The Clinical Establishments (Registration and Regulation) Bill, 2010: Will It Change the fate of accident victims?

By at 15 February, 2010, 9:25 pm

The 201st Law Commission report states that “Road accidents are increasing at an alarming rate of 3% annually. About 10.1% of all deaths in India are due to accidents and injuries. A vehicular accident is reported every 3 minutes and a death. A trauma-related death occurs in India every 1.9 minutes.”

In India, the witnesses of an accident become mere spectators due to the fear of subsequent legal procedures and their lack of awareness about pre-medical care. Often the doctors ignore such victims by denying the authorization of these medico-legal cases. There is a lapse of almost 35 to 45 minutes time between the accident and the arrival at the hospital. This is usually because public is very scared to offer any help to the victim. The people are frightened that the same would turn out to be a police case. Very few people take up the responsibility to help him. Some formalities have to be addressed when the victim arrives at the hospital. Ultimately the patient is provided with some treatment. But at times the delay may even result in his death. In such cases the responsibility lies not only on the hospital but on the entire system.

The Court has not remained silent on the issue either. In Parmand Katra v. Union of India the Supreme Court observed that “Every injured citizen brought for medical treatment should instantaneously be given medical aid to preserve life and thereafter the procedural criminal law should be allowed to operate in order to avoid negligent death.” “The patient whether he be an innocent person or be a criminal liable to punishment under the laws of the society, it is the obligation of those who are in charge of the health of the community to preserve life so that the innocent may be protected and the guilty may be punished. Social laws do not contemplate death by negligence to tantamount to legal punishment.”

Samantha Mukherjee a 20 year old student died. The hospital had discontinued his treatment when a fee of RS 15,000 could not be arranged. The National Consumer Disputes Redressal Commission on hearing the case, stated that medical aid cannot be refused on the grounds that victim is unable to pay the fee.  The victim’s family was subsequently compensated with Rs.10 lakhs.

Fortunately, the enactment of a new legislation is on the cards. Movies like Munna Bhai M.B.B.S and others have always drawn our attention towards the miserable condition of accident victims who are often left unattended by the doctors.  Favorably on 22 February things might change.

The Clinical Establishments (Registration and Regulation) Bill, 2010 if passed by the Parliament would bring smiles to the face of many people. Although it primarily provides a legislative outline for the registration and regulation of clinical establishments in the country. It would also make it mandatory for doctors, hospitals and other medical establishments to treat and stabilize victims of road accidents and other emergency conditions. The act would apply to all systems of medicines and not only particularly to allopathy. The act would also apply to small clinics and even single doctors. The act would however not apply to Armed Forces Medical Service. The Act would primarily be applicable in Arunachal Pradesh, Himachal Pradesh, Mizoram, Sikkim and all the union territories. It is expected to be implemented by other states as well. Similar legislation have already been passed by Delhi, Maharashtra, Punjab, Nagaland, Andra Pradesh and Orrisa. It would also set minimum standards of facilities and services which surely improve the health services in the country.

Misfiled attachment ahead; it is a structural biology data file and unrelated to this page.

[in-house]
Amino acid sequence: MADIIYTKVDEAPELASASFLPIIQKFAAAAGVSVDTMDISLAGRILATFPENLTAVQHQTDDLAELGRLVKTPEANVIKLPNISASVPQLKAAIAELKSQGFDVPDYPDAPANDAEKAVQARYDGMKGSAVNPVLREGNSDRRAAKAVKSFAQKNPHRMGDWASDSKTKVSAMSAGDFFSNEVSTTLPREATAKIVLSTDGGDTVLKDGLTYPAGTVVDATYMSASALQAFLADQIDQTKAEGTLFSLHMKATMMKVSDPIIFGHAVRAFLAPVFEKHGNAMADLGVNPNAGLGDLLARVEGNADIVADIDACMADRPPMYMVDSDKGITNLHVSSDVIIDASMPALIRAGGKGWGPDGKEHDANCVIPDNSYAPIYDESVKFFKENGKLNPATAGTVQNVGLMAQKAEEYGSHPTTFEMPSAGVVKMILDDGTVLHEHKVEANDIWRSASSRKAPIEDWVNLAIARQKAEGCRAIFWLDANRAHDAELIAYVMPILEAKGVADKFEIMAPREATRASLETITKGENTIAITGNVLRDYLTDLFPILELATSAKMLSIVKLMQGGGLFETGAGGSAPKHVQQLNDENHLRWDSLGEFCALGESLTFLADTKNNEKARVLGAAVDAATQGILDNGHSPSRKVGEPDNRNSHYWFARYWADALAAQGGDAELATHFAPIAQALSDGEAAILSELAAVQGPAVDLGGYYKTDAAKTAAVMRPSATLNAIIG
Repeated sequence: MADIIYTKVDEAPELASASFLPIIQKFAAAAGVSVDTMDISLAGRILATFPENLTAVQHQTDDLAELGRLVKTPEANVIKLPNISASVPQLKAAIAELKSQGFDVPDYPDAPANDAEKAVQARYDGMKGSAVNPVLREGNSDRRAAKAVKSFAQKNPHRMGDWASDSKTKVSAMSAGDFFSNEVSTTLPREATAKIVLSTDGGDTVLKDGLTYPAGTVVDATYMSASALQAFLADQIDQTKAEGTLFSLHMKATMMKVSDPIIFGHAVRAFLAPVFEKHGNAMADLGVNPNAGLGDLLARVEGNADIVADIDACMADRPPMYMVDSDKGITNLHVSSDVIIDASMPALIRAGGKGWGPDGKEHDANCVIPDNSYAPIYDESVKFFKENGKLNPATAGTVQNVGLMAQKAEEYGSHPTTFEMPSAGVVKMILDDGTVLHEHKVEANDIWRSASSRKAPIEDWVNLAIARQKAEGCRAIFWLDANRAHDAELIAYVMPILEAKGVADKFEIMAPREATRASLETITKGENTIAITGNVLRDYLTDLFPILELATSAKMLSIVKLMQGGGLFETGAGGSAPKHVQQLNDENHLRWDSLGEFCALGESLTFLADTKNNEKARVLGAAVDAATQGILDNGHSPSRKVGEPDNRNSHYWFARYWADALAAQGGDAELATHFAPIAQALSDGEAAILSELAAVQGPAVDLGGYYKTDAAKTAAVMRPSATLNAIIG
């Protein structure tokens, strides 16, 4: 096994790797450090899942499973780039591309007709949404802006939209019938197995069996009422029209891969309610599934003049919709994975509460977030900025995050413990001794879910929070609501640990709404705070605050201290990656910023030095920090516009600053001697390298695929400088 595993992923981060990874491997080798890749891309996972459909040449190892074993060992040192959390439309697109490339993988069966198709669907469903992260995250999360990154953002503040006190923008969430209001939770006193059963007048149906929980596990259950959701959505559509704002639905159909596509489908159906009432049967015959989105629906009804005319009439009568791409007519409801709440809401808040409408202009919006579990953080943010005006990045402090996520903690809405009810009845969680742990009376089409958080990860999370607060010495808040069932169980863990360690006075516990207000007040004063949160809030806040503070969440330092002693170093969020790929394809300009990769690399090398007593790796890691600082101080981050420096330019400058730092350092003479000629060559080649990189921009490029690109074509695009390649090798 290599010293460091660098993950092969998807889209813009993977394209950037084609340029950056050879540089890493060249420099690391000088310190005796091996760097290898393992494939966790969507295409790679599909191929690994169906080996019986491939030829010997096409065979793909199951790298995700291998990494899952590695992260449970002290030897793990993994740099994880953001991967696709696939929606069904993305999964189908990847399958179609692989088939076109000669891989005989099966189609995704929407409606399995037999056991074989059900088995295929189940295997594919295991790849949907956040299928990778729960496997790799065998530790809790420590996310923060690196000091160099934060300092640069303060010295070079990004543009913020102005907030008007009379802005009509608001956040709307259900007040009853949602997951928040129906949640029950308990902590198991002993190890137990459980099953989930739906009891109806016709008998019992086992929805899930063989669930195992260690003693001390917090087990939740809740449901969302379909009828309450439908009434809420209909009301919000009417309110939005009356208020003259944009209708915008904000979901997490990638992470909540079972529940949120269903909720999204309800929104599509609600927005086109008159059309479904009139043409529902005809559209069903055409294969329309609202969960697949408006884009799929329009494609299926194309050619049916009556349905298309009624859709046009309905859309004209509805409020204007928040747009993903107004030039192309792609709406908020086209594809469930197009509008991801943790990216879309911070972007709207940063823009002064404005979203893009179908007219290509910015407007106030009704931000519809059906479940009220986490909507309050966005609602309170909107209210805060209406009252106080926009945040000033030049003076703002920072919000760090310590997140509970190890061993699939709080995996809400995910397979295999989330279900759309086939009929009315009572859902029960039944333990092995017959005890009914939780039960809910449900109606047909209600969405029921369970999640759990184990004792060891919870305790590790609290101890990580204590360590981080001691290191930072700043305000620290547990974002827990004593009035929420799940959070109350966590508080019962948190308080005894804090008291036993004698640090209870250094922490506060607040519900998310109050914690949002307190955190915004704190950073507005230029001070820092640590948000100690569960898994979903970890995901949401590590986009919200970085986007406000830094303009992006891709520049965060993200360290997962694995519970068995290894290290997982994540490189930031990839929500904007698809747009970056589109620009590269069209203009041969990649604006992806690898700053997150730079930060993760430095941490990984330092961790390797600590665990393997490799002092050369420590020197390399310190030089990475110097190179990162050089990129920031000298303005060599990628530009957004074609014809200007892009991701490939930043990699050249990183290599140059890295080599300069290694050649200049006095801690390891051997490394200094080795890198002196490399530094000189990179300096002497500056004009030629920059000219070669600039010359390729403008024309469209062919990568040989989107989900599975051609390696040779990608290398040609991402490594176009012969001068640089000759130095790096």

It is definitely an optimistic step put forth by the legislature. It would highly benefit the accident victims. The victims would not only be given initial medical care but if the hospital is found  incompetent to provide the same the patient would be transferred to another hospital with adequate facilities. The doctors would no longer be allowed to leave such patients in agony. They would be obligated to provide them with due medical assistance.

The people must be made aware of the Act by advertisements and other means.  The notices should also be displayed in all clinics, dispensaries and hospitals. There is an urgent need for well-equipped and well-maintained ambulances in the country. Pre-medical training must be given at governmental and educational institutions.

In United States the person giving pre-medical assistance to accident victims is not subjected to any kind of damages. Similar position must be adopted in India as well. The common notion that prevails in the country that helping an accident victim would result in problems must be addressed. Law has only a minimum role to play when the moral responsibility of the citizens is involved. The constant fear of the public must be addressed both by the government and the police. For this more and more Community Policing schemes must be encouraged. The people who help accident victims must be given credit and recognition. Saving life is not only by saving people from drowning or murderers but also by providing the adequate medical help at the time of need.

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